FESTIVAL REVIEW: Field Day 2017

Have your Field Day friends regained their sanity yet? No? Us neither, but we tried to cobble a review together anyway.

It’s hard to say what the key is to maintaining a city festival. Is it consistency? Is it unpredictability? Is it following trends, or is it picking a specialism and resolutely sticking to it? There’s no one correct answer, but however you analyse it, Field Day pulled a daring move this year.

Since 2014, Field Day had been a two-day event, flooding Victoria Park with London revellers and boasting a broad, varied lineup with massive headline acts. This year, all the madness was pared back down to a single day, and aside perhaps from Run the Jewels, the lineup was less broadly appealing.

That might sound negative, but if you consider the fact that in 2016 the lineup was headed up by James Blake and PJ Harvey, the choice to select Aphex Twin as the centrepiece of the festival clearly shows that the organisers had a different vibe in mind. Electronica, techno and house were the ruling parties, and Richard D. James was the rightful monarch.

All over the festival ground, the famous logo could be seen, emblazoned on shirts, stickers and the brand new, limited edition vinyls being sold under his most famous moniker. Even with all that in mind though, saying that Field Day 2017 was all about Aphex Twin would be doing it a massive disservice.

The site layout was somewhat similar to previous years, but where before the Eat Your Own Ears amphitheatre had been the brightest beacon, this year we had The Barn, a hulking spaceship hanger with overwhelming sound and hypnotic lighting. Throughout the day, it played host to incredible performances from Moderat, Nicolas Jaar and Nina Kraviz, to name a few.

Image: FanaticLive/Andrew Whitton

The dominant dance tent was, as you might expect, curated by Resident Advisor, and it boasted one of the most impressive early doors lineups anywhere on site, featuring the mellow stylings of Forest Swords and the ever unpredictable Machinedrum. Later in the evening Moodymann did what Moodymann does best – whatever the fuck he wants – but even by his lofty standards for getting away with things, dropping ‘Sex on Fire’ by Kings of Leon was a bit of a stretch. The audience parted like the Red Sea at that moment, with half of them facetiously singing along to the anthem, and the other half stopping dead in their tracks.

The RA tent concluded proceedings with a stellar performance from Flying Lotus, complete with his ever-impressive audio-visual set-up. He played a mixture of material from years past and recent, as well as the occasional, electrifying drop of Thundercat or Kendrick Lamar (guess which track got the biggest crowd response).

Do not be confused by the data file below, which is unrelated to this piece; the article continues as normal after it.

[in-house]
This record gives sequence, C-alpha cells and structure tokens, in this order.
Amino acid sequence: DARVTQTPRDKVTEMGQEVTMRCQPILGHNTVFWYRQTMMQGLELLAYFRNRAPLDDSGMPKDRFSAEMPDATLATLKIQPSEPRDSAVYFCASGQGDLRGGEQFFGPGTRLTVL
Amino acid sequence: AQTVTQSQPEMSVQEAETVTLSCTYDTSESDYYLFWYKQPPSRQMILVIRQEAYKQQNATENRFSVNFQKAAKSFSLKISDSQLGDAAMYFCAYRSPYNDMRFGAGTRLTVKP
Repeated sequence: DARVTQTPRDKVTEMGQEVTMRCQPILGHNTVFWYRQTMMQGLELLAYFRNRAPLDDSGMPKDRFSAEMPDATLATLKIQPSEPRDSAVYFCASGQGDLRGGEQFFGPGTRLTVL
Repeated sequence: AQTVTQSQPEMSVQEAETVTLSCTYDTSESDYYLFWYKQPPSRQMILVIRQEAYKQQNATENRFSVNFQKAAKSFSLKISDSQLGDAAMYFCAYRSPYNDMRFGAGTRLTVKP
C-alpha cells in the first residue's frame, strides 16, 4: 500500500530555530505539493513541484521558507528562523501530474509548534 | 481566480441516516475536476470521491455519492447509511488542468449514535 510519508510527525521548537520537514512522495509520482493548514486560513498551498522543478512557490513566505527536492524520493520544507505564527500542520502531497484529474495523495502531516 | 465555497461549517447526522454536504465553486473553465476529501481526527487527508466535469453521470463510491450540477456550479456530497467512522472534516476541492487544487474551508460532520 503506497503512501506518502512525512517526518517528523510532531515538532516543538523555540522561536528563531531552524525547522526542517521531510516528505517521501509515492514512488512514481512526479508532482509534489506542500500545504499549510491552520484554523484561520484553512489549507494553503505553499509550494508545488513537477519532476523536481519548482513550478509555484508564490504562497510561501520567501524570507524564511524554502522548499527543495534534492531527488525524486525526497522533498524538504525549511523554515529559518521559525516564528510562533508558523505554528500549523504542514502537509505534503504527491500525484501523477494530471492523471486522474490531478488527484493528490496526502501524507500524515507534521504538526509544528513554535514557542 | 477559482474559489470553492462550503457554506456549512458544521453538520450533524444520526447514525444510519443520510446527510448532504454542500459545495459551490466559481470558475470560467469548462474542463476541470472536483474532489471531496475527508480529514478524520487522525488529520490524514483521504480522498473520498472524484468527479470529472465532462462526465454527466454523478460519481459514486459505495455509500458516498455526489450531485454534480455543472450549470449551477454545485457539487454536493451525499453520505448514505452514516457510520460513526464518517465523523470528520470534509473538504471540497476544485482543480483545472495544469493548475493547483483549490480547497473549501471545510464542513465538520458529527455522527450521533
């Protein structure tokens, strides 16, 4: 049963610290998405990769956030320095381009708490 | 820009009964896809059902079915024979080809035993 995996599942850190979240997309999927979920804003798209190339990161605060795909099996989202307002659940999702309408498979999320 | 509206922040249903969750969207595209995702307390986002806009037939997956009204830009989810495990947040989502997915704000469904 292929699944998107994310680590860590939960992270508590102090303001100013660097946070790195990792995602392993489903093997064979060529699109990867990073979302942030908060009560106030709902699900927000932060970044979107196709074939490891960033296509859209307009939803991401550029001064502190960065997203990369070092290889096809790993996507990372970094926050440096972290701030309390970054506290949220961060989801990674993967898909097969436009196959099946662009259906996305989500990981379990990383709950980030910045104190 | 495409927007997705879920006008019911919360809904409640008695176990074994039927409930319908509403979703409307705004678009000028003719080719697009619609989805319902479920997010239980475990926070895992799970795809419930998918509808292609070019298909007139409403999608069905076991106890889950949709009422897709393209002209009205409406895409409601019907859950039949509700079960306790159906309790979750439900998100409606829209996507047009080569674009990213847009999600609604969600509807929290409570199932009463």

Image: FanaticLive/Gobinder Jhitta

On the other side of Victoria Park, Crack Mag had a tent under their watchful eyes. They’d had perhaps the best curation stint of anyone at Love Saves the Day the previous week, so hopes were high. There was nothing quite on the same level as BadBadNotGood had been at LSTD, but Death Grips were appropriately alarming and Tom Ravenscroft was reliable as ever.

The electronic empire was permeated by the EYOE stage, which played host to an array of hip-hop acts and full bands as the beautifully warm day drifted on. The early highlight was, unsurprisingly, Loyle Carner. The Croydon rapper has gone from strength in the past couple of years and he had the entire crowd eating out of his hands, including frequent collaborator Tom Misch, who was apparently somewhere near the front, going just as mad as everybody else.

The closing act on the EYOE stage was Run the Jewels, an act I’ve been dying to see for years and to say they didn’t disappoint would be an understatement. Shortly before they came on, the rain descended, but no amount of precipitation could suppress what they had in store. It was a blistering ride through material from all three of their albums, performed with so much energy it felt like earthworms were going to start coming out of the ground. Killer Mike elicited two very big cheers at separate intervals during the set, one for warning that anyone caught touching a girl who wasn’t interested was going to get their ass beat, and another for endorsing the Labour Party in the upcoming election. Sounds about right.

Image: FanaticLive/Andrew Whitton

Of course, while this was going on, something very, very different was happening in The Barn. It had been five years since Aphex Twin had played a set in London before this, and the massive structure was so tightly packed that people actually couldn’t get in. He had a lot to live up to. His set was, make no mistake, incredible, a two-hour Vulcan mind-meld featuring material from across the universe of electronic music. The volume was overwhelming, the lights were mystifying and he even matched RTJ for political comment, throwing up disconcerting images of unsavoury political or otherwise famous figures on screens around him. Once in a lifetime seems like a played out statement, but that’s how it felt.

There was little wrong with Field Day’s former approach, but this felt like a positive change. The Barn looks on track to become an institution of the London festival scene, and the decision to focus more on a set of particular niches gave Field Day an identity that was easier to define, and allowed it to appeal to a crowd that might not have otherwise turned out. They’ve got a hell of a lot to live up to next year.

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